Beloved Community: Anti-Bias Education

Beloved Community: Anti-Bias Education for Children & Youth at USNF 

aaron burden 1zR3WNSTnvY unsplash“Beloved community is formed not by the eradication of difference but by its affirmation, by each of us claiming the identities and cultural legacies that shape who we are and how we live in the world...We deepen those bondings by connecting them with an anti-racist struggle.” -bell hooks

As an educator, it is my inclination to emphasize all the ways that we are similar and get along; as hooks says, I want to minimize difference. Yet, the rest of the world seems to be rapidly dividing into incompatible silos. While I still want our kids to connect meaningfully with each other, I also want them to know what to do when connections breaks down -- either interpersonally or because of systems of oppression and inequity.  How do we teach children the skills to learn to work together across difference and interrupt injustice in themselves and their communities?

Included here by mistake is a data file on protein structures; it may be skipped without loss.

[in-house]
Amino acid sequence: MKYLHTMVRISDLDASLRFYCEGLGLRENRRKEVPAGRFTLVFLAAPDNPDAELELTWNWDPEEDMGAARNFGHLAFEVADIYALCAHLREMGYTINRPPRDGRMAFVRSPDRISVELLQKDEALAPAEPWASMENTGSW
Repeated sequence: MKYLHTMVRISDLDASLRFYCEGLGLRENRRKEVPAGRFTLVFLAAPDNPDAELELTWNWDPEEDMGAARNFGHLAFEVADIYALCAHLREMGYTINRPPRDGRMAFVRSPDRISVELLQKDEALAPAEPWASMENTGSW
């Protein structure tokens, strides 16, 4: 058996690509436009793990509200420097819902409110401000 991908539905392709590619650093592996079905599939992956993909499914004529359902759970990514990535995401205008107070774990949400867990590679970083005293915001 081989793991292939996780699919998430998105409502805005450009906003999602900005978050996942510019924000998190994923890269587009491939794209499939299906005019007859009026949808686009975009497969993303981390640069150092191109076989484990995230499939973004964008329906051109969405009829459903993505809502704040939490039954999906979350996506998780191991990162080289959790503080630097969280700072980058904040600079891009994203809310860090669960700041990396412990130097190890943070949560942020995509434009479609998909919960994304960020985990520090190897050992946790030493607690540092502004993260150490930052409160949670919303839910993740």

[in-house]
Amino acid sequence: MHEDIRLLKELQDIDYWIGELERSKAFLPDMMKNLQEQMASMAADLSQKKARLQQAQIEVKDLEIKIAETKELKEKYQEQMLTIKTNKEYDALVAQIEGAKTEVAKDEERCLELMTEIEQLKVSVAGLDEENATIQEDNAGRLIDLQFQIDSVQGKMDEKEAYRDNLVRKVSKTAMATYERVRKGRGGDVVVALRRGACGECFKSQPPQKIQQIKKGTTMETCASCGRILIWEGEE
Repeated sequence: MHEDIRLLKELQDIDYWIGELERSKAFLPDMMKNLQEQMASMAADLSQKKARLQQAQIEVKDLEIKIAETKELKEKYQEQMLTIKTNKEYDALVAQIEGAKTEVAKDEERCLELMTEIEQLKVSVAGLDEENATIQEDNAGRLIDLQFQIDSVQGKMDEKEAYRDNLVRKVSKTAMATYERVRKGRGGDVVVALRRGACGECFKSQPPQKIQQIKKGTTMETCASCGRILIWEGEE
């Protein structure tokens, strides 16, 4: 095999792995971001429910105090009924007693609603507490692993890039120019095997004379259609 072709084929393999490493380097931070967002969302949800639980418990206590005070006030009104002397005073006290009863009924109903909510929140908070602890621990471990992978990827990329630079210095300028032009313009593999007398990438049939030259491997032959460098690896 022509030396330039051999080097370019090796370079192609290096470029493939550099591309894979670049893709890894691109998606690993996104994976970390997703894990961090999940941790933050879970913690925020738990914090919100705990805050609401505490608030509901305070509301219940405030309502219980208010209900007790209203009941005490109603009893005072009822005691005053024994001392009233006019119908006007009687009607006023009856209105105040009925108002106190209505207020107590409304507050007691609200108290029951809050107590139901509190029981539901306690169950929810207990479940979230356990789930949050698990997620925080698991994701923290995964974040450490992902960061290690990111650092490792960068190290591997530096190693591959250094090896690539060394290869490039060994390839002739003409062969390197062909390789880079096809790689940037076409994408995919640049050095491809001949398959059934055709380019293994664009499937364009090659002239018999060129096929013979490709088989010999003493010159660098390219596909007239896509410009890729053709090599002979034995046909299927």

Bit by bit, in our religious education program, we are trying to raise children that are proud of their identities and who can also celebrate and appreciate diversity. As we progress through this year with a focus on anti-bias education, we hope to give kids the tools to talk about race, class, privilege, bias, and discrimination and to feel empowered to take a stand against bias and injustice. These goals build on each other and will guide the RE program this year (and every year, for that matter): 

Goals of Anti-Bias Education 

  1. Each child will demonstrate self-awareness, confidence, family-pride, and positive social identities
  2. Each child will express comfort and joy with human diversity; accurate language for human differences; and deep, caring human connections
  3. Each child will increasingly recognize unfairness, have language to describe unfairness, and that, and increasingly how, unfairness hurts
  4. Each child will demonstrate empowerment and the skills to act, with others or alone, against prejudice and/or discrimination